April 12th, 2012
Qihoo 360 Technology Co.
This case was jointly prepared by Prof. Bingsheng, CKGSB YANG CKGSB Center. and Guchuan, Case TENG
On March 30th, 2011, Qihoo 360 Technology Co. (hereinafter referred as “Qihoo” or “Qihoo 360”), founded less than 6 years ago, started to trade on the New York Stock Exchange (NYSE: QIHU). On the first day of trading, Qihoo 360 opened at $27, a massive 86.2% above the issue price, and closed at $34, generating a first-day yield of 134.5% and raising $175 million. At the end of its first day of trading in the US, Qihoo 360 had a market capitalization of $3.96 billion and ranked 6th among all Chinese firms listed in the U.S., higher than New Oriental, Sohu, and Shanda.
According to its prospectus, Qihoo 360 claimed to be the 3rd largest Internet company in China as measured by active user base; the 2nd largest Internet browser provider in China by user penetration rate; and the largest Internet and mobile security product provider by active user base. Its user penetration rate in China exceeded 80%, with more than 300 million monthly active users. Compared with other Internet security giants in China, such as Rising (founded in 1991), Kingsoft (entered Internet security in 1997) and Jiangmin (established in 1996), Qihoo was only set up in September 2005 and did not launch its first security product 360 Safe Guard until July 2006. How did it sweep the market so quickly? On gathering a lot of users with its security products, Qihoo 360 expanded its product line and transformed itself into an Internet platform operator. How did the company implement the transformation? And what is the company’s business model, given that it offers all its security products free of charge?
Qihoo at its Early Stage
In September 2005, Qi Xiangdong founded Qihoo. In March 2006, Sequoia Capital, IDG and Zhou Hongyi jointly invested US$20 million in the company. And in August 2006, Zhou Hongyi joined Qihoo as Chairman. At the beginning, Qihoo was positioned as a search technology provider, yet its efforts in the sector were not successful. Zhou later concluded, “At that time, Qihoo was too far ahead of the game in terms of its ideas and strategy. While the concept may have been right, it was the wrong moment. Moreover, Qihoo failed to figure out the key drivers of user need.” In 2006, Qihoo entered the field of Internet security, as Zhou recognized that Internet security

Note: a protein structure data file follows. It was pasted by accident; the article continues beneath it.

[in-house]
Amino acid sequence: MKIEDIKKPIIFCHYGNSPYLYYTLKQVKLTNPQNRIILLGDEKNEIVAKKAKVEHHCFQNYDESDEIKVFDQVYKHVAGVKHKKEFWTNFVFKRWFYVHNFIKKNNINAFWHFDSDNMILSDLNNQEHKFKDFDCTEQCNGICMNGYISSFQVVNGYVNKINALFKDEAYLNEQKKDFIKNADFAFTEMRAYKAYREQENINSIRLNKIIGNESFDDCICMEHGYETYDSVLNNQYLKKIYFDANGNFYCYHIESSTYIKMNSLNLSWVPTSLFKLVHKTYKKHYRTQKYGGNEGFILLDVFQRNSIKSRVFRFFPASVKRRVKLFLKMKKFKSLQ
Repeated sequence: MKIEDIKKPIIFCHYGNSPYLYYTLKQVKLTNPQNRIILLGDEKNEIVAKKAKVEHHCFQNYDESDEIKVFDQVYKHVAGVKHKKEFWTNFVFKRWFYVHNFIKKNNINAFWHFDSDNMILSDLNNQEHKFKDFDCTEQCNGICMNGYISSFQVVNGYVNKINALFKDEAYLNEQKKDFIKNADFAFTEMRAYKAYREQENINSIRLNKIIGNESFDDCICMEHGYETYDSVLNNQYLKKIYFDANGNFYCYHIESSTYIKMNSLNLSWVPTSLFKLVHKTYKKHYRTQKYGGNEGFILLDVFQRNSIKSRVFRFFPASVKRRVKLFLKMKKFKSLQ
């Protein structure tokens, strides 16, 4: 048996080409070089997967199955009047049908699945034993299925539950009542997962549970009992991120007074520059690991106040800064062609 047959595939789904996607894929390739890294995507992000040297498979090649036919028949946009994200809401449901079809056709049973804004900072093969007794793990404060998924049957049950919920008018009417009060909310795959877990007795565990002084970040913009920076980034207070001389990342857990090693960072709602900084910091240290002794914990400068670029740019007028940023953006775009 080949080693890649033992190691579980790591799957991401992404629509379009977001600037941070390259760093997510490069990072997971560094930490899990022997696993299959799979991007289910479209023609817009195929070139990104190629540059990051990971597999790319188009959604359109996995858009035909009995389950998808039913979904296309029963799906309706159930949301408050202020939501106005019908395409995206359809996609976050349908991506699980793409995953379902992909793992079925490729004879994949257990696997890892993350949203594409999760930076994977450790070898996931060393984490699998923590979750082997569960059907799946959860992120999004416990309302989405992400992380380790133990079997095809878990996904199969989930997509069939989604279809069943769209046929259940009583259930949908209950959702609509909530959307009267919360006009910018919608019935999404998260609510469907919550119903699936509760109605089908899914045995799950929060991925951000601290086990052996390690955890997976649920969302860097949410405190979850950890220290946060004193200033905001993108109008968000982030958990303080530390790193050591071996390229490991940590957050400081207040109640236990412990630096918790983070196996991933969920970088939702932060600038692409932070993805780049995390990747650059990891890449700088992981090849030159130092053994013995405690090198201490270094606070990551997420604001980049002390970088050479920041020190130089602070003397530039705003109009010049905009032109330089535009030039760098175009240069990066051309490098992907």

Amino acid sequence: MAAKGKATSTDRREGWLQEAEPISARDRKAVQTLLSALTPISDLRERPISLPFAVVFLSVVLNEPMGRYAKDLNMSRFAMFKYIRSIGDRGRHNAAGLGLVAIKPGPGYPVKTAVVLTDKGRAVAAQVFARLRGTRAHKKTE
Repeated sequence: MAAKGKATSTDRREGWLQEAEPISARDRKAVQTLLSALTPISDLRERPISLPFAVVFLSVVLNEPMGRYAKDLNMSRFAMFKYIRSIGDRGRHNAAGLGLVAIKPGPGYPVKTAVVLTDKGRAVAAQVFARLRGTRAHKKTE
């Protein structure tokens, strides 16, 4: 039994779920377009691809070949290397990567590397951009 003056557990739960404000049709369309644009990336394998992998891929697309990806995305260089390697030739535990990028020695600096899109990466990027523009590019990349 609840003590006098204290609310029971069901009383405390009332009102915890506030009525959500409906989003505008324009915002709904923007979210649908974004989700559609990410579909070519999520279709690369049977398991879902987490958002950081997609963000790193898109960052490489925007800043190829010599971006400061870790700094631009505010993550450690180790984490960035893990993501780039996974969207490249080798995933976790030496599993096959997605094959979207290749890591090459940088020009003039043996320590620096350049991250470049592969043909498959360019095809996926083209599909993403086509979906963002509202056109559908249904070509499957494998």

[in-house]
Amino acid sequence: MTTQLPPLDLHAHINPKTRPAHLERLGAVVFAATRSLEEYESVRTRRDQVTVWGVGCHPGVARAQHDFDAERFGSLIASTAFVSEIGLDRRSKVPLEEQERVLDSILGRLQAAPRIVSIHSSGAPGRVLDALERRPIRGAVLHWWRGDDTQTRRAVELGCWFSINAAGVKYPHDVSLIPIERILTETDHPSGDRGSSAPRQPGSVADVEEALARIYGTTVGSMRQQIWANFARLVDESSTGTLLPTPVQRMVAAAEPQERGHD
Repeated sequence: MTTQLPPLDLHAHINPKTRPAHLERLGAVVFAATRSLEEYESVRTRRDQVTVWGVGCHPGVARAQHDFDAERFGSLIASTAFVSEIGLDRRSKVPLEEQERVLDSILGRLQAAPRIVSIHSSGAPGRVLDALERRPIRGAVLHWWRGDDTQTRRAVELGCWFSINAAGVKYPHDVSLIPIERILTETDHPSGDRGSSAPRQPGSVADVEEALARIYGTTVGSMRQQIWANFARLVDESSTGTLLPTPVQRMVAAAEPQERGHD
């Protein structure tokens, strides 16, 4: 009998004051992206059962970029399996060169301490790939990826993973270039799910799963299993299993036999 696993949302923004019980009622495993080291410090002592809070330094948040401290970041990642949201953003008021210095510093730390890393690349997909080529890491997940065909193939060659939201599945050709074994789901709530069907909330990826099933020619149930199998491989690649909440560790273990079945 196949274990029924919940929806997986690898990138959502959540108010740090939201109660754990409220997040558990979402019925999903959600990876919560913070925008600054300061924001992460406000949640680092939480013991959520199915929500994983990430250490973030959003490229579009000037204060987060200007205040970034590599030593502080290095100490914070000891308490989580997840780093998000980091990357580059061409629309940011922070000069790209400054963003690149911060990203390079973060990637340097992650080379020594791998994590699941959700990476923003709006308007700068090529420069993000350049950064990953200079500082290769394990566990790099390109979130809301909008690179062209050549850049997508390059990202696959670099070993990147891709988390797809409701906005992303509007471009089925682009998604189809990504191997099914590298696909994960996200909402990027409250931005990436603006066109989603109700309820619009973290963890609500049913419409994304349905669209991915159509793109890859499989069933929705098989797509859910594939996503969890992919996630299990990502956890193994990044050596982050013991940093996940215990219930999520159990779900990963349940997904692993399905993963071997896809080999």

would be a great area. “Internet security may become a basic service, similar to search engines, emailing and instant messaging, each of which is an integral part of everyone’s life.” Thus, he set up a team inside Qihoo, which focused on the development of an application “to detect and remove malicious software”. Interestingly, Zhou used to be known as the “Father of Malicious Software”, as he had previously founded a firm making software that was difficult to uninstall. This time, Zhou decided to clear his name.
360 Safe Guard: A Step into the Security World
Malicious Software Cleanup
Years ago, after Zhou came up with the idea of “malicious software,” it was soon copied by peer software firms. This widespread practice made the public furious. Despite user needs, no firm developed products to clear up malicious software, for two reasons. First, it was difficult to make users pay for a malicious software cleanup service. Second, it would offend many large software firms that relied on this kind of software. “The fact that the Internet industry in China was overrun by malicious software made me decide to develop something to remove them,” said Zhou Hongyi, “If I didn’t do it, I would always be deemed as the creator of malicious software. I admit I made some mistakes, but the mistakes could be corrected.” Therefore, Zhou set up an internal team to work on an application that would clean up malicious software. In July 2006, 360 Safe Guard was officially released, a freeware dedicated to the...
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